The Shrivelled Hands of Margaret Clitherow

I like a saint with a good honest name.  I don't care for any of that soft southern Latin nonsense, like Inviolata Assumpta or Incontinentius Maximus.  No, I like a saint with a good honest Northern name.  There can't be many better, therefore, than York's own St Margaret Clitherow, beatified in 1970 as one of the Forty Martyrs of England and Wales.

St Margaret Clitherow, as depicted on Wikipedia.

As is usual for Catholic saints, well-named or otherwise, St Margaret Clitherow lives on in a pretty dubious way.  If you go to the Bar Convert Museum, at the crossroads of Ploxwangate and Baggergate, you can admire her shrivelled hand, on display in a glass case.  My dearly beloved did so recently.

It is her right hand (Mrs Clitherow's, not my dearly beloved's), reputedly cut from her corpse by supporters after she'd been executed* in 1586.  As you'd expect for such grisly relics, it is also reputed to have produced miracles**.

All of which meant I was rather confused to discover during an online search that there is a rival shrivelled hand of Margaret Clitherow, housed at Ladyewell Shrine in Preston, Lancs.  I am well aware that Mrs Clitherow would have originally been in possession of two hands, but only one was reported to have been cut off and saved.  So at least one of the hands is an impostor; possibly both.

Shrine to Margaret Clitherow, Ladyewell House, Preston (Copyright Humphrey Bolton, geograph.org.uk)

As is self-evident, I'm no theologian, but this uncertainty worries me.  It makes the attribution of miracles to the hand of St Margaret problematical.  What if the miraculous hand (or hands) actually belonged to someone else?  The Catholic church could be overlooking a chance to beatify another saint!  Given their recent rate of saintings, they'd be most annoyed to miss out.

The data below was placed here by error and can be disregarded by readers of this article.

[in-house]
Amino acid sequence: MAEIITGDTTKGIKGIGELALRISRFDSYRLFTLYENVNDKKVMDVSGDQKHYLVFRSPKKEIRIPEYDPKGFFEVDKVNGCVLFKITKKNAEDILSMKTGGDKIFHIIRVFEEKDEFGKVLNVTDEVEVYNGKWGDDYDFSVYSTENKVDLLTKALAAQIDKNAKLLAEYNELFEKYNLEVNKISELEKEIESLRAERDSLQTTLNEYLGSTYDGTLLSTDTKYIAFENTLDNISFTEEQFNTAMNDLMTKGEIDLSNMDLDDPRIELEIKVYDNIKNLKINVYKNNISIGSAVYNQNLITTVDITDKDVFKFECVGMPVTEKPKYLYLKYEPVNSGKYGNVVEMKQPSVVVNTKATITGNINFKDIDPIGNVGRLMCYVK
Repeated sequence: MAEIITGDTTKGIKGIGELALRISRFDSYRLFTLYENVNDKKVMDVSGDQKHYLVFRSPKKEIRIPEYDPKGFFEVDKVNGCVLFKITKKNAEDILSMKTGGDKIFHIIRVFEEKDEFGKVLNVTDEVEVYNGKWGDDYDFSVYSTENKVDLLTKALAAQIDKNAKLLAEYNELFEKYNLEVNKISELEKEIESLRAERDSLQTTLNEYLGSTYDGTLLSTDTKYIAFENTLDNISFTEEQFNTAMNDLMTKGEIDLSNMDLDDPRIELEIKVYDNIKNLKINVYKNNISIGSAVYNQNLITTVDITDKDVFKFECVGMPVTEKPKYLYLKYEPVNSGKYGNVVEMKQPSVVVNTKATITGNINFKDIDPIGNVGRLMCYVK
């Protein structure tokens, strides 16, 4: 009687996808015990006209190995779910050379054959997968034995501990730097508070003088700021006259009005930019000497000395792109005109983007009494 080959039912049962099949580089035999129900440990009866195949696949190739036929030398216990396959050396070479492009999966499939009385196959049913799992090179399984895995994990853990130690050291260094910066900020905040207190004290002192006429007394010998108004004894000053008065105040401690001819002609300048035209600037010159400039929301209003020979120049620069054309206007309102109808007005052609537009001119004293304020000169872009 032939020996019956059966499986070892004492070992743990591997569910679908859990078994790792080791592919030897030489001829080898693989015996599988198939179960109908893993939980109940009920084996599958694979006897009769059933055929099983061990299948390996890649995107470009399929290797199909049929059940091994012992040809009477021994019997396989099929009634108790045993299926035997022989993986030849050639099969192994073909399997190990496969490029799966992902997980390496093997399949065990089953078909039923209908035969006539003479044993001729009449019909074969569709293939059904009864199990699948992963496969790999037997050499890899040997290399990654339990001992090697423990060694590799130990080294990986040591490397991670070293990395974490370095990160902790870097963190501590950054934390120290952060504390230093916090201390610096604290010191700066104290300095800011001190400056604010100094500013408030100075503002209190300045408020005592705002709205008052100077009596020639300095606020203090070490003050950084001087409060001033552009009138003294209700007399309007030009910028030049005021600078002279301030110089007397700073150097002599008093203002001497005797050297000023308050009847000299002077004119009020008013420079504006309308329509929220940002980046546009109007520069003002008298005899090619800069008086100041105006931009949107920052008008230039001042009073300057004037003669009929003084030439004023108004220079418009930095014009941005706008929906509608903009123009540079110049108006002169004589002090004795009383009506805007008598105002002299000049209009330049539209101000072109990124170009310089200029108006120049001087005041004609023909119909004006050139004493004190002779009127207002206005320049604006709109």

God knows whose hands they are, obviously, but we don't, and we need to find out.  The veracity of the competing claimants should be examined: a DNA analysis could be carried out, or perhaps an arm-wrestling contest.  St Margaret Clitherow is all well and good, but I don't want to discover that the church has failed to honour someone with an even better name.

All hail the Blessed Colin Picklethwaite!  Please stand for the Most Highly Magnificent Mavis Butterpot!  Hallelujah!

Here endeth this sermon (subject to divine intervention).

Memorial plaque to Margaret Clitherow on the Ouse Bridge, York.


*Even by the exactingly bloodthirsty standards of mediaeval religious vengeance, this was brutal.  Margaret was laid out on the middle of the Ouse Bridge, tied down with a rock beneath her spine, and had a door placed upon her (her own front door, according to some sources), which was weighed down with boulders till her back was broken.

**I should point out that my aforementioned beloved and I named our pub quiz team in Mrs Clitherow's honour last week, and we won a comprehensive (and some would say miraculous) victory.  I expect Pope Benedict's henchmen to come calling any minute.

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